London Cycling

This enforcement shouldn’t just be about enforcing the letter of the law. But, about education of  dangerous and potentially dangerous practises. Like today a bus overtook and passed me with a less than a foot and I was worried he was cutting me up to leave no space at all. So I gave it a good thump on the window. I don’t know if the bus broke any law, but it was dangerous and the driver needed educating. I shouldn’t have to be thumping bus windows because they are 10 cm away.

People often want to legislate for after the accident:

  • - stiffer penalties for motorists
  • - a helmet to protect  when the lorry rides into you.

These may  help a little. But, the best legacy would be to educate and legislate to prevent accidents in the first place. Safer roads and you would get a huge leap in cycling numbers – far greater than the excitement of seeing an Olympic gold medal.

Team GB cyclists have done a great job in raising the profile of cycling. Safe roads and a vibrant cycling culture shouldn’t need to rely on International success. The kind of success GB are having may never be repeated. But, with cycling getting the headlines for all the right reasons, there’s never been a better chance to work for a real legacy of cycling.

I better be careful, I’m starting to sound like a prospective politician…

And I can’t bring myself to say anything on the issue of compulsory cycling helmets…



2 Responses to An Olympic Legacy for Cycling

  1. Tricyklist August 2, 2012 at 7:17 pm #

    The Danes, of quite literally all ages, ride in all weathers, year round. Helmet use is almost universal amongst sporting and fitness cyclists. Of which there are huge numbers of both. Most wear proper cycling clothing because it is the most comfortable clothing to wear on a bike.

    Danish drivers are incredibly disciplined when it comes to cyclists. Probably because so many of them are cyclists, at some time, when they aren’t driving.

    Cyclists, themselves, are often poorly disciplined when it comes to jumping red lights and indicating. Particularly the young who listen to music while riding. A very poor combination for attention and safety.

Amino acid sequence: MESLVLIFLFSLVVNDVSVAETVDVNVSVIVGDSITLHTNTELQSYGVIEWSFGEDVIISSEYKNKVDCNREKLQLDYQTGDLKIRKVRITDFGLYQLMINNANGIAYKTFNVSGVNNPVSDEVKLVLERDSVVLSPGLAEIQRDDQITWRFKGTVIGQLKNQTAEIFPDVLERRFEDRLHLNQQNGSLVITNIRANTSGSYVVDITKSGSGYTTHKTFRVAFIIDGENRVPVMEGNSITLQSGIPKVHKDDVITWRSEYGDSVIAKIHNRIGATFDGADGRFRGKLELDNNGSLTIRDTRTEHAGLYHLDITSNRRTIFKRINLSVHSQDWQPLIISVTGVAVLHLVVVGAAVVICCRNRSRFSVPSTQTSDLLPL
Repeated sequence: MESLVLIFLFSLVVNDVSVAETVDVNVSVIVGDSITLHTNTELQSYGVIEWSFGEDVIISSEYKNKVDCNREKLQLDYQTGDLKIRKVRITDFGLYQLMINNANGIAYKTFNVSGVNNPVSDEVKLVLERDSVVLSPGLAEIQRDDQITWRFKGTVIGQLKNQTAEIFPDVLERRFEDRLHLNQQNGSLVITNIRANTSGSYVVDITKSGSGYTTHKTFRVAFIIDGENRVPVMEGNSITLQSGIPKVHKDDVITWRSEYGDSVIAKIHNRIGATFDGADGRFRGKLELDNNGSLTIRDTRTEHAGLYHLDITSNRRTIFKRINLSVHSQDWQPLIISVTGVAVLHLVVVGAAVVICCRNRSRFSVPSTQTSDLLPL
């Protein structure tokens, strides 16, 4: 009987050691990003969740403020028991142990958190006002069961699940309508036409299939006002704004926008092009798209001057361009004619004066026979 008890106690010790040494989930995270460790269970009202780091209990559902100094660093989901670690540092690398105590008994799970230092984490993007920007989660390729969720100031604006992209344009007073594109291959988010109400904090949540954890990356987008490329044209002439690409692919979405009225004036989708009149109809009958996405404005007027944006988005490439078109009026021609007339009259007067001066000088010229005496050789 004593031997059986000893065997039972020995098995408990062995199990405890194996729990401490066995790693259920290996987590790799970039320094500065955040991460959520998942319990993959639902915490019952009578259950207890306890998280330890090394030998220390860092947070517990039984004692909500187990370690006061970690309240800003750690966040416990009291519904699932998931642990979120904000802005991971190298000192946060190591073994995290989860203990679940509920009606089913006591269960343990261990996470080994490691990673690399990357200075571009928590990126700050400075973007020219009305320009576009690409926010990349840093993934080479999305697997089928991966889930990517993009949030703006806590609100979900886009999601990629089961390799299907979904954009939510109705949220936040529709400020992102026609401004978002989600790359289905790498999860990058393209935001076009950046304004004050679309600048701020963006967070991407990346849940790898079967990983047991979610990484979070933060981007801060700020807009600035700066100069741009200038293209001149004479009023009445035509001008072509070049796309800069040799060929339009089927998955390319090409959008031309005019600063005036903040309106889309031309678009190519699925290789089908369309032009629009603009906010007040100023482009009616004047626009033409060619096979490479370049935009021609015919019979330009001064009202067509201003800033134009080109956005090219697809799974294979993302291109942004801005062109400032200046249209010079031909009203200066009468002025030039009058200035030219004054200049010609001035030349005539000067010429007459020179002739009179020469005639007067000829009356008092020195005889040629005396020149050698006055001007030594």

Denmark must still be the best country in the world in which to to cycle. Thanks to the relatively light traffic, totally respected cycle lanes and the care and respect shown to cyclists by the vast majority of drivers.

    I rode (and drove) in Britain for decades. I rarely returned home without being angry from being cut up by mad or careless drivers. It’s a state of mind for most drivers. They don’t cycle so they don’t see both sides.

  2. Tim August 2, 2012 at 10:31 am #

    Do you know that not only do the Dutch “everyday cyclists” not wear helmets. They also chuckle politely at the fact that people in other countries routinely wear helmets for something as easy as riding a bike.

    I found this article of interest:
    It explains how the Dutch make a distinction between “cyclists” and “wheel-runners” in the same way that we might distinguish between someone walking to the shops and a jogger in full running gear. I think that our infrastructure often forces all cyclists to be a bit of a wheel-runner though. Hence the road bikes and the prevalence of lycra (even for commuting) and the heated helmet debate. And the overwhelming majority of cyclists being fit healthy blokes of a certain age.

    So can the success of our “wheel runners” encourage the popularity of everyday cycling? I’d like to believe it it can, but it’s a complicated issue. And as you say, the key has to be the safer roads.